A schematic of a double perovskite heterostructure magnetic tunnel junction. (Credit: OSU.)

Last month I shared a story on the work Ohio State University researchers’ development of a computer-controlled “blowtorch” to simulate the high-temperature environment in gas turbine engines (to provide rapid thermal cycling of coatings to predict lifetimes as well as understand the effects of impurities ingested in the engines).

There is more work going on at OSU in the development of materials that can withstand the high temperatures of turbine engines. Referred to as double perovskites, these structures of ceramic oxide crystals may be able to withstand extreme temperatures of up to 1,000ºC without burning because, according to OSU researchers, they’re already oxidized and can retain their properties.

In an article written in OSU’s News in Engineering, the university’s College of Engineering publication, Joan Slattery Wall describes the double-perovskite structure:

The structure of perovskites consists of eight-sided building blocks, or octahedra — atoms that form four-sided pyramids arranged bottom to bottom. Four of these blocks group together like a cube with a different atom nestled in the center. The cubes stack together to form the perovskite crystal. In the double perovskite crystal, the center atom alternates between two different atoms, for example, iron and molybdenum in Sr2FeMoO6, to manipulate the magnetic qualities.

The team is led by Leonard Brillson, a professor in electrical and computer engineering in the school’s Center for Emergent Materials. He explains that the atomic latticework of double perovskites give the structure electromagnetic properties that can sense temperature, pressure, magnetic field and voltage.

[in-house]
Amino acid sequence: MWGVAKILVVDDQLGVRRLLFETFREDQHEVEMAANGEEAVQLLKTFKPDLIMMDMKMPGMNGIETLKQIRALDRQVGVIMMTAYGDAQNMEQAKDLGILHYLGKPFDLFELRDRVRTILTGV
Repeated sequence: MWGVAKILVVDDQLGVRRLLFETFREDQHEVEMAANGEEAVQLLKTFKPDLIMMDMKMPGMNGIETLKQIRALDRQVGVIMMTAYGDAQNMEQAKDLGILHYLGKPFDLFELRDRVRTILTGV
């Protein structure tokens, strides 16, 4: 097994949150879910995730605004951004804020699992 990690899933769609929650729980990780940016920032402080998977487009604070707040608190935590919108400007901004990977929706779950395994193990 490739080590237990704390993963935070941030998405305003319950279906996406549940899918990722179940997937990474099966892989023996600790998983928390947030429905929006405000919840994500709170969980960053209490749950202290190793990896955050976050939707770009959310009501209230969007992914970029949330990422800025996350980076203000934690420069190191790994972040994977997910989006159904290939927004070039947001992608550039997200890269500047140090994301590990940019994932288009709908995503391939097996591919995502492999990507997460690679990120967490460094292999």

“A perovskite is a building block that has special properties and properties you can design just by choosing the right atom to put in it and these can make sensors and computing elements,” Brillson says in the article.

Potential applications for double perovskites include aircraft turbine sensors, computer circuits as well as phased array  antennas. The layered structure prevents loss of electrical signal, since that typically occurs between stacked layers. The article states:

“Using oxide molecular beam epitaxy, or MBE, a technique to grow crystals on a substrate, Brillson can ‘spray paint’ atomic layers one at a time as a thin film on a wafer, carefully forming the perovskite crystals to minimize imperfections and allow electrons to pass through the layers with a particular spin. Spin is a property of electrons that a magnetic field can sense and that doubles the amount of information carried through an electrical circuit.”

As a sidenote, Brillson presented a tutorial at ACerS’ 2010 Materials Challenges in Alternative & Renewable Energy. His presentation (coauthored by Sandra DeVincent Wolf and Duane B. Dimos), “Advanced Materials for Our Energy Future,” can be downloaded in PowerPoint format here.